ACS Law to face legal action over leaked data

Controversial legal outfit ACS Law could face legal action over emails that were leaked all over the Internet.

The data, which was apparently liberated when the morally dubious outfit was attempting to repair servers after a Denial of Service perpetrated by hacking group Anonymous, reportedly contained personal details of thousands of people accused by the company of breaking copyright laws.

In addition, the 350MB compressed data file is understood to contain highly unpleasant personal emails from the company's owner Andrew Crossley to his ex wife.

The file includes the names, adresses, postcodes, IP addresses and even credit card details of some 10,000 people accused by the company of sharing illegal files over the Internet. Many of the instances involved some pretty unpleasant hardcore porn, according to reports.

The file has been helpfully reformatted into easily-readable PDF files, which are currenly being seeded to just about every P2P service you can name, including The Pirate Bay.

Unfortunataly for ACS Law, digital watchdog Privacy International (PI) has got wind of the breach and has reported Crossley and his company to the Information Commissioner's office.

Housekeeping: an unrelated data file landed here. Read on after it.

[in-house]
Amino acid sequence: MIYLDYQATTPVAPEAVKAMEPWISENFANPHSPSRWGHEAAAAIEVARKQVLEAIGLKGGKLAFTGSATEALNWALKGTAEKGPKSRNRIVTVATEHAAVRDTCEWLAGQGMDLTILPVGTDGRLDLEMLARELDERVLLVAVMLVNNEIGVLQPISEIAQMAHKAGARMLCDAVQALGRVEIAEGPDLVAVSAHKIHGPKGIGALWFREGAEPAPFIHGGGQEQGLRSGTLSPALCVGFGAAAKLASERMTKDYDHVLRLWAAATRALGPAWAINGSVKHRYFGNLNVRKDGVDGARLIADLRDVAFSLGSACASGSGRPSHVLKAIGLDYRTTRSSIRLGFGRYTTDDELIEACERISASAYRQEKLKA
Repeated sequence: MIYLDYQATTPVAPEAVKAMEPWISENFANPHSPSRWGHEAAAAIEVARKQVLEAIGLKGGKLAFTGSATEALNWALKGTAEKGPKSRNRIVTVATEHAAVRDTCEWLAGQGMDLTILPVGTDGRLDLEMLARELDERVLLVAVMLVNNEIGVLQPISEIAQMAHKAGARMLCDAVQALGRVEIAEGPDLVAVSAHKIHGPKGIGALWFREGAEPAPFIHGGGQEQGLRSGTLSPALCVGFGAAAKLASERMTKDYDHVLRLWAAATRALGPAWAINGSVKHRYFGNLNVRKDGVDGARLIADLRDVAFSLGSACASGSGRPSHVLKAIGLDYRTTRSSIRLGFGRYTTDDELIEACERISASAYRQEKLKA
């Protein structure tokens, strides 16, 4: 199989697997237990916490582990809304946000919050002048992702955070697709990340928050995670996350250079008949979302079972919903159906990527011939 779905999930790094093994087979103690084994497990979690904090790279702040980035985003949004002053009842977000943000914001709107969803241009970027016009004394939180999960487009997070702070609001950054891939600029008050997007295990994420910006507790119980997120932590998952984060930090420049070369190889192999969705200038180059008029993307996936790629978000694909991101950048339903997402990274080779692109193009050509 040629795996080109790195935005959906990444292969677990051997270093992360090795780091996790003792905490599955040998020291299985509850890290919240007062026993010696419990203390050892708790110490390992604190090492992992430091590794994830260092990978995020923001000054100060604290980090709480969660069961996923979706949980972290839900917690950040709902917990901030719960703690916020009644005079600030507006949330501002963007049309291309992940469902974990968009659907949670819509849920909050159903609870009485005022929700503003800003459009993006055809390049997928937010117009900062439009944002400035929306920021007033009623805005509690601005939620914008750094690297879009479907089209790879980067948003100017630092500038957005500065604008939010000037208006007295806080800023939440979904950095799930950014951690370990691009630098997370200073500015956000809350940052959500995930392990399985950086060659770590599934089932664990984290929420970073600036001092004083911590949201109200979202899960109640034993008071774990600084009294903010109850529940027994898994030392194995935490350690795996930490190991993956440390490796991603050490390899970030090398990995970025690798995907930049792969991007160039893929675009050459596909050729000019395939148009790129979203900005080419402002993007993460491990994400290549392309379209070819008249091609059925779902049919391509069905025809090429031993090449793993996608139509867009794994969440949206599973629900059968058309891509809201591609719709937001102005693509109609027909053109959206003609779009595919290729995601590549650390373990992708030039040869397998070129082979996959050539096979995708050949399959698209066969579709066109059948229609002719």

The human rights outfit reckons ACS Law's servers weren't properly protected from attack, and that anyone whose details have been compromised should be suitably compensated.

Current UK legislation states: "Appropriate technical and organisational measures shall be taken against unauthorised or unlawful processing of personal data and against accidental loss or destruction of, or damage to, personal data."

According to PI advisor Alexander Hanff, "This data breach is likely to result in significant harm to tens of thousands of people in the form of fraud, identity theft and severe emotional distress," adding, "This firm collected this information by spying on internet users, and now it has placed thousands of innocent people at risk."

Anyone who has ever been contacted by ACS Law company should get in touch with Privacy International by emailing